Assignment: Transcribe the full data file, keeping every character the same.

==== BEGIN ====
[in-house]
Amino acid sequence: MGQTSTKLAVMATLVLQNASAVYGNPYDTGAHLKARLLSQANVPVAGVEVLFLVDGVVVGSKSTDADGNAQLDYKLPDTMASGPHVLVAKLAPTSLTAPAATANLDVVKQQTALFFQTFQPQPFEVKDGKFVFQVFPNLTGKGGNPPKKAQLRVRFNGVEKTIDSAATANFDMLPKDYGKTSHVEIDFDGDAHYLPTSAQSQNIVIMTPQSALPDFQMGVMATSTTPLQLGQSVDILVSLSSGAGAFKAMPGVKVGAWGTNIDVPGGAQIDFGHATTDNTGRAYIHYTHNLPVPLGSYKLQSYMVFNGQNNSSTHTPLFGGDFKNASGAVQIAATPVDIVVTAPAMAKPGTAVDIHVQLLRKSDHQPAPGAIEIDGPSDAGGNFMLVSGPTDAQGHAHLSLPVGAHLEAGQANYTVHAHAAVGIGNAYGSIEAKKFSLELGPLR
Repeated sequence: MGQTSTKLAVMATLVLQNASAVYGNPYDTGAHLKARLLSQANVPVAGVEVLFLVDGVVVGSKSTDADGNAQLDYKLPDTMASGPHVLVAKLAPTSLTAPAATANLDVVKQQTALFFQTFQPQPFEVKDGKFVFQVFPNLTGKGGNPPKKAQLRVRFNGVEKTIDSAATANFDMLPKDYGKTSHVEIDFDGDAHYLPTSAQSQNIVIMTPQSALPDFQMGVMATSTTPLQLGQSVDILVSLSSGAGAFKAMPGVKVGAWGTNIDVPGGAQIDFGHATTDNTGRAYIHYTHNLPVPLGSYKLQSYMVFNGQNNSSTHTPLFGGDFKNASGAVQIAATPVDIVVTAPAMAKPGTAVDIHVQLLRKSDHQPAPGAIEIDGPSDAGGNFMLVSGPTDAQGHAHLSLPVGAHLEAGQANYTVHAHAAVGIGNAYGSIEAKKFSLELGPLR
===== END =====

[in-house]
Amino acid sequence: MGQTSTKLAVMATLVLQNASAVYGNPYDTGAHLKARLLSQANVPVAGVEVLFLVDGVVVGSKSTDADGNAQLDYKLPDTMASGPHVLVAKLAPTSLTAPAATANLDVVKQQTALFFQTFQPQPFEVKDGKFVFQVFPNLTGKGGNPPKKAQLRVRFNGVEKTIDSAATANFDMLPKDYGKTSHVEIDFDGDAHYLPTSAQSQNIVIMTPQSALPDFQMGVMATSTTPLQLGQSVDILVSLSSGAGAFKAMPGVKVGAWGTNIDVPGGAQIDFGHATTDNTGRAYIHYTHNLPVPLGSYKLQSYMVFNGQNNSSTHTPLFGGDFKNASGAVQIAATPVDIVVTAPAMAKPGTAVDIHVQLLRKSDHQPAPGAIEIDGPSDAGGNFMLVSGPTDAQGHAHLSLPVGAHLEAGQANYTVHAHAAVGIGNAYGSIEAKKFSLELGPLR
Repeated sequence: MGQTSTKLAVMATLVLQNASAVYGNPYDTGAHLKARLLSQANVPVAGVEVLFLVDGVVVGSKSTDADGNAQLDYKLPDTMASGPHVLVAKLAPTSLTAPAATANLDVVKQQTALFFQTFQPQPFEVKDGKFVFQVFPNLTGKGGNPPKKAQLRVRFNGVEKTIDSAATANFDMLPKDYGKTSHVEIDFDGDAHYLPTSAQSQNIVIMTPQSALPDFQMGVMATSTTPLQLGQSVDILVSLSSGAGAFKAMPGVKVGAWGTNIDVPGGAQIDFGHATTDNTGRAYIHYTHNLPVPLGSYKLQSYMVFNGQNNSSTHTPLFGGDFKNASGAVQIAATPVDIVVTAPAMAKPGTAVDIHVQLLRKSDHQPAPGAIEIDGPSDAGGNFMLVSGPTDAQGHAHLSLPVGAHLEAGQANYTVHAHAAVGIGNAYGSIEAKKFSLELGPLR